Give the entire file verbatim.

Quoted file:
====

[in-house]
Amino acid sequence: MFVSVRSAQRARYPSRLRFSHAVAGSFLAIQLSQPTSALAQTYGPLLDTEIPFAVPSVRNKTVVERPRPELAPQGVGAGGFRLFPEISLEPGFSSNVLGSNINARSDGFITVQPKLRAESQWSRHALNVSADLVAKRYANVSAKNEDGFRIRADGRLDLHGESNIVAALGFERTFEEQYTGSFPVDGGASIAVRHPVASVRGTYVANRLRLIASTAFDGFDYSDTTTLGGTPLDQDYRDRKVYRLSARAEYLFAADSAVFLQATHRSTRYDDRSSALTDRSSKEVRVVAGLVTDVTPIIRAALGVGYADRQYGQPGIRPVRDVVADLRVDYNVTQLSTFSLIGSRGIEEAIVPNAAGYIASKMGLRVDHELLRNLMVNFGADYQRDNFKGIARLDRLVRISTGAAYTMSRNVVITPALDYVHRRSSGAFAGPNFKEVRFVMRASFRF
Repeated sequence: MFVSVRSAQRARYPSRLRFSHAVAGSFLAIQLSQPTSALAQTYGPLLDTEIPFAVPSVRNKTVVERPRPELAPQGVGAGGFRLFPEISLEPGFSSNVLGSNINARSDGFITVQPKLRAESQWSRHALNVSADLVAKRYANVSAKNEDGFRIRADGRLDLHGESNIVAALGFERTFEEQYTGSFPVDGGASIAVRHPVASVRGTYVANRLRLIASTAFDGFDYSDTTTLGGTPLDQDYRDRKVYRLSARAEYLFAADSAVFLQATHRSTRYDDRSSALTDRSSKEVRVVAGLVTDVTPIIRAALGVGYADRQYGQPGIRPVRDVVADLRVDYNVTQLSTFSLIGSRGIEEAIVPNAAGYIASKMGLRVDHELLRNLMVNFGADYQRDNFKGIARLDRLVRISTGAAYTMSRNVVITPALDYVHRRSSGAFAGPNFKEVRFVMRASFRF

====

[in-house]
Amino acid sequence: MFVSVRSAQRARYPSRLRFSHAVAGSFLAIQLSQPTSALAQTYGPLLDTEIPFAVPSVRNKTVVERPRPELAPQGVGAGGFRLFPEISLEPGFSSNVLGSNINARSDGFITVQPKLRAESQWSRHALNVSADLVAKRYANVSAKNEDGFRIRADGRLDLHGESNIVAALGFERTFEEQYTGSFPVDGGASIAVRHPVASVRGTYVANRLRLIASTAFDGFDYSDTTTLGGTPLDQDYRDRKVYRLSARAEYLFAADSAVFLQATHRSTRYDDRSSALTDRSSKEVRVVAGLVTDVTPIIRAALGVGYADRQYGQPGIRPVRDVVADLRVDYNVTQLSTFSLIGSRGIEEAIVPNAAGYIASKMGLRVDHELLRNLMVNFGADYQRDNFKGIARLDRLVRISTGAAYTMSRNVVITPALDYVHRRSSGAFAGPNFKEVRFVMRASFRF
Repeated sequence: MFVSVRSAQRARYPSRLRFSHAVAGSFLAIQLSQPTSALAQTYGPLLDTEIPFAVPSVRNKTVVERPRPELAPQGVGAGGFRLFPEISLEPGFSSNVLGSNINARSDGFITVQPKLRAESQWSRHALNVSADLVAKRYANVSAKNEDGFRIRADGRLDLHGESNIVAALGFERTFEEQYTGSFPVDGGASIAVRHPVASVRGTYVANRLRLIASTAFDGFDYSDTTTLGGTPLDQDYRDRKVYRLSARAEYLFAADSAVFLQATHRSTRYDDRSSALTDRSSKEVRVVAGLVTDVTPIIRAALGVGYADRQYGQPGIRPVRDVVADLRVDYNVTQLSTFSLIGSRGIEEAIVPNAAGYIASKMGLRVDHELLRNLMVNFGADYQRDNFKGIARLDRLVRISTGAAYTMSRNVVITPALDYVHRRSSGAFAGPNFKEVRFVMRASFRF